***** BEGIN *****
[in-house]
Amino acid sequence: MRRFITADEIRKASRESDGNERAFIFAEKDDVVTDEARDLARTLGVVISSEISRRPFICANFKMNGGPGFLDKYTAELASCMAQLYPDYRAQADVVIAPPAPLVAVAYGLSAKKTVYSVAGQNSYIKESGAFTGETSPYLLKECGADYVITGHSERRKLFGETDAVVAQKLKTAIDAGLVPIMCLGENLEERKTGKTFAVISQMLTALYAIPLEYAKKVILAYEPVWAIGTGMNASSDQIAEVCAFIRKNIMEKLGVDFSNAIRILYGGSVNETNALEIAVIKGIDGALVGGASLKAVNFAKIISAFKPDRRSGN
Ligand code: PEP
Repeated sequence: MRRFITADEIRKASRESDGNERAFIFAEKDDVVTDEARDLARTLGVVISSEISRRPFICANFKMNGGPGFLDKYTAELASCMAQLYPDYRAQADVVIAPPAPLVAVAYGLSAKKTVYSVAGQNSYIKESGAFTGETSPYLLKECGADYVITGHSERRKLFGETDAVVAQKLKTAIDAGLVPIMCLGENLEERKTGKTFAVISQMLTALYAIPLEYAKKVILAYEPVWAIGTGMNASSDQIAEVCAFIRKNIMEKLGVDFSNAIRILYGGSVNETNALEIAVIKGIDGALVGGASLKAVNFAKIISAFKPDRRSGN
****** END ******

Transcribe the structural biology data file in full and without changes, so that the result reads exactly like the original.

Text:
[in-house]
Amino acid sequence: MRRFITADEIRKASRESDGNERAFIFAEKDDVVTDEARDLARTLGVVISSEISRRPFICANFKMNGGPGFLDKYTAELASCMAQLYPDYRAQADVVIAPPAPLVAVAYGLSAKKTVYSVAGQNSYIKESGAFTGETSPYLLKECGADYVITGHSERRKLFGETDAVVAQKLKTAIDAGLVPIMCLGENLEERKTGKTFAVISQMLTALYAIPLEYAKKVILAYEPVWAIGTGMNASSDQIAEVCAFIRKNIMEKLGVDFSNAIRILYGGSVNETNALEIAVIKGIDGALVGGASLKAVNFAKIISAFKPDRRSGN
Ligand code: PEP
Repeated sequence: MRRFITADEIRKASRESDGNERAFIFAEKDDVVTDEARDLARTLGVVISSEISRRPFICANFKMNGGPGFLDKYTAELASCMAQLYPDYRAQADVVIAPPAPLVAVAYGLSAKKTVYSVAGQNSYIKESGAFTGETSPYLLKECGADYVITGHSERRKLFGETDAVVAQKLKTAIDAGLVPIMCLGENLEERKTGKTFAVISQMLTALYAIPLEYAKKVILAYEPVWAIGTGMNASSDQIAEVCAFIRKNIMEKLGVDFSNAIRILYGGSVNETNALEIAVIKGIDGALVGGASLKAVNFAKIISAFKPDRRSGN